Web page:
So what you see now is as follows:

Ignition on – Angel eye on, 5 watts consumption, everything else off.

Headlight switch in park, first position – parking light on, rear light on, about 8 watts consumption, angel eye off.

Headlight switch in dip, second position – HID xenon comes on 35 watts consumption.

Main beam selected – same 35 watt HID xenon, cut off shutter open, plus 30 watt LED on the other side.

The 30 watt LED is also the head light flasher at all times.

Here is the end result, the larger picture shows beam patterns on the wall while the smaller shows what the headlight looks like to oncoming traffic.

And there it is, the ultimate headlight using modern technology in a late ’90s designed headlight. It now fulfils all the functions that it should whilst using the minimum electrical power that it can and puts out huge amounts of light compared with the standard setup.

Back to the ST2 electrics and headlight

My wife has taken ownership of the ST2 while I use the 848. The ST2 is a much nicer bike to ride than her much newer BMW F800ST anyway. On trips out she has the HID bi-xenon headlight switched on as is the rule here in France. A couple of times she has told me over the intercom that the voltmeter is only reading 12.6 volts, so I know that there is not much charge going into the battery. As I always ride at the front (women can’t navigate) I have noticed that the sharp dip beam cut off in the headlight does not really do much for visibility. Both problems have been sorted with yet another headlight design.

In this design there is a circular LED “angel eye” as a daytime running light, A conventional side light for parking with the headlight switch in the first position and the HID dip on the second position. When the parking light or headlight is switched off the “angel eye” switches off. This way it can throw more light in all directions for the daytime to make the bike more noticeable and does not stay on with the lights at night so as to avoid dazzling oncoming drivers.  A 30 watt LED light is fitted inside the ring to provide a headlight flash function. as there would be none without the dip beam being on otherwise.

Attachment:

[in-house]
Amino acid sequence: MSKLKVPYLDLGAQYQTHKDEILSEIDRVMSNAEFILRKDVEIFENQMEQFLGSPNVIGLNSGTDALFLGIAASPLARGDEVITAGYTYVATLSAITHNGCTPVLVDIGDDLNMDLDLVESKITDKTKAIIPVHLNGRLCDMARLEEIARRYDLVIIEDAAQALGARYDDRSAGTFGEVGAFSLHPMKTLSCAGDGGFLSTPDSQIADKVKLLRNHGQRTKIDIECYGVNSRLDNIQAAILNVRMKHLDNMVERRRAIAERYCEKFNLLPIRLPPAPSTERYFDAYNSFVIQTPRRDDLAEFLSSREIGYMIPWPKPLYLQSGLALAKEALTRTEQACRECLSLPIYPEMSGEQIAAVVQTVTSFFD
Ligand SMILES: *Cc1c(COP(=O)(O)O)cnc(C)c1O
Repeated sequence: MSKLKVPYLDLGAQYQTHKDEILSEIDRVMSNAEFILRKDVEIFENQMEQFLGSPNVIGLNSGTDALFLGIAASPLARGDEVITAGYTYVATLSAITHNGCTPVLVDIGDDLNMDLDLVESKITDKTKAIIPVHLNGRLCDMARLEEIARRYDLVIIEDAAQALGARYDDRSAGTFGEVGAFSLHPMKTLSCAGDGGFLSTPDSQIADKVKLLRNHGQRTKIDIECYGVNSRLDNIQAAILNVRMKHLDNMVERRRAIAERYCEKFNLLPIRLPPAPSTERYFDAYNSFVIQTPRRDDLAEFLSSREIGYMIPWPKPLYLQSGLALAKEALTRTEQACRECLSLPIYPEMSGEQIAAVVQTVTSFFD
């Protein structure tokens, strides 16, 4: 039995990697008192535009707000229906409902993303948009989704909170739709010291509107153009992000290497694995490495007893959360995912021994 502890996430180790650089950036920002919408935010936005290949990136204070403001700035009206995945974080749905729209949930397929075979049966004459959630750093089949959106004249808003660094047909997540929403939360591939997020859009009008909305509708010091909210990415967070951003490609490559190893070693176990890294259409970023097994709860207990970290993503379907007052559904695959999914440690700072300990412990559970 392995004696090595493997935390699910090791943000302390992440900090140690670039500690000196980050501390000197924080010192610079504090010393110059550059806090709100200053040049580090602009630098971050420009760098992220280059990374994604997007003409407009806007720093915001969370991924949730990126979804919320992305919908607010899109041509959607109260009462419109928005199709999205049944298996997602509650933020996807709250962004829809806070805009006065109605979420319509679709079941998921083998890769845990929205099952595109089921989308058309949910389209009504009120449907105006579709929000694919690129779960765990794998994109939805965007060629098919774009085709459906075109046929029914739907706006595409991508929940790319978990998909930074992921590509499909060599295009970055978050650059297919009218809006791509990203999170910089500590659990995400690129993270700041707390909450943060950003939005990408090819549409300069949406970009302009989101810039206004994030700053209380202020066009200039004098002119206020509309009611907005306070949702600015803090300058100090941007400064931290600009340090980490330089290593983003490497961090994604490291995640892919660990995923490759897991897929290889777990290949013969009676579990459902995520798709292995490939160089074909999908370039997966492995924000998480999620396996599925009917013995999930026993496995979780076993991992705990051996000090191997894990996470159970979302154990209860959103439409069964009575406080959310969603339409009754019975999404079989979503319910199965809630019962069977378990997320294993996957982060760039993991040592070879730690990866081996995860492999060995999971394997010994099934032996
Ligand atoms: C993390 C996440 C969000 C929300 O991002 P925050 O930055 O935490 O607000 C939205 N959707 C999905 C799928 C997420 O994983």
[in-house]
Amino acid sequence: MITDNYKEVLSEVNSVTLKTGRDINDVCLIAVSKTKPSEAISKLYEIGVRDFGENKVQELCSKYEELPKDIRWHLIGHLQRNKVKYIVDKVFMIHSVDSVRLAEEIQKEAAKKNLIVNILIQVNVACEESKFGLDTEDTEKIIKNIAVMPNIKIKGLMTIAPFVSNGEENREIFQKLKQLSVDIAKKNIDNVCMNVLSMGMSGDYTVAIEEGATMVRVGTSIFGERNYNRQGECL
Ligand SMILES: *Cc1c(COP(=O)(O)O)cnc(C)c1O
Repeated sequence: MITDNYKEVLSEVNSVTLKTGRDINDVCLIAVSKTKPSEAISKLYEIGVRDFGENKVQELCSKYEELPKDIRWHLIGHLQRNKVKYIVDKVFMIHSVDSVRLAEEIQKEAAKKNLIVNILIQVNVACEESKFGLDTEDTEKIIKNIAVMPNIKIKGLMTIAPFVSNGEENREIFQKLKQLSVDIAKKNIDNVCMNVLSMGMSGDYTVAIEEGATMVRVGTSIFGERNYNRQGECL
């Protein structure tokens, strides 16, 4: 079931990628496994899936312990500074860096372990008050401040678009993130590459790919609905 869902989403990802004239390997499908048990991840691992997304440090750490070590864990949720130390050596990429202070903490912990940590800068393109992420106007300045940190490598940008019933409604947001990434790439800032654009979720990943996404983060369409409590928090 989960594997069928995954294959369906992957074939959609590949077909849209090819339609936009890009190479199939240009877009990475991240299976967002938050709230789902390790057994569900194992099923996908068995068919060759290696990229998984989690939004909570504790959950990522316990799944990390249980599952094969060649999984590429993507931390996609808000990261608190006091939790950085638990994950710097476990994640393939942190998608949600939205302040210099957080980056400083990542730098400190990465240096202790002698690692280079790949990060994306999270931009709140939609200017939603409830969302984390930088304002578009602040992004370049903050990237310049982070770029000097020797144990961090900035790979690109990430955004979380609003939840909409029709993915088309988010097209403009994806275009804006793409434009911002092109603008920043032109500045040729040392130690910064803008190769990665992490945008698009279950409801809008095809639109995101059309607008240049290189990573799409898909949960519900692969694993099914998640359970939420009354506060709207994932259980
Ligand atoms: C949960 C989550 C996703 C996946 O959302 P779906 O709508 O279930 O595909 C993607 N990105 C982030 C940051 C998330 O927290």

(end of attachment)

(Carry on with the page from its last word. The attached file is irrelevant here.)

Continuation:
The ST2 is now very noticeable during the daytime from the front. The voltmeter is showing 13.9 volts at tick-over so we know that the battery is charging, and the daytime running light is only consuming about 5 watts. It is wired through a 1 amp fuse in a spare position in the standard fuse box.

I am not sure if I should make videos and take photos as it is some effort when I am not sure that there are many ST2s and ST4s out there with owners wanting to modify the lights, if I am wrong and there is someone then let me know and I’ll go and document it.

Working on the starter – ST2

After the last post I decided that it was worth ordering and fitting a new set of brushes to the starter on the ST2. At less than £10 a set and only an hours job to change them, it made no sense not to. The standard procedure is to remove the starter motor from the bike, but this involves a huge amount of work and special tools. Access for removal is from the left side of the bike and after dropping oil, removing engine casings and finding special tools for removing the flywheel, gaskets would then need to be sorted to rebuild afterwards, no way!

I am lucky to have a hydraulic bike ramp in my garage, and have fitted a front chock stand to that, so one man operation is simple. When the ST was ready I removed the lower right fairing panel, six allen screws, which gave all the access that I needed for the starter motor.


The cable from the solenoid is removed (10mm spanner) from the terminal with the blue arrow and stowed out of the way. I used a ruler to draw a red line with a marker pen from one end of the starter to the other, so that everything is easily lined up on reassembly. The two 8mm screws (marked with green arrows) can then be removed. The forward one can be pulled completely out of the motor. and the rear one, with the spanner on it, just undone so that it is not engaged in the threads any more.


At this stage rotate the whole motor 90 degrees anti-clockwise.


And remove the second screw. Note that both of the long bolts have a small o-ring on them.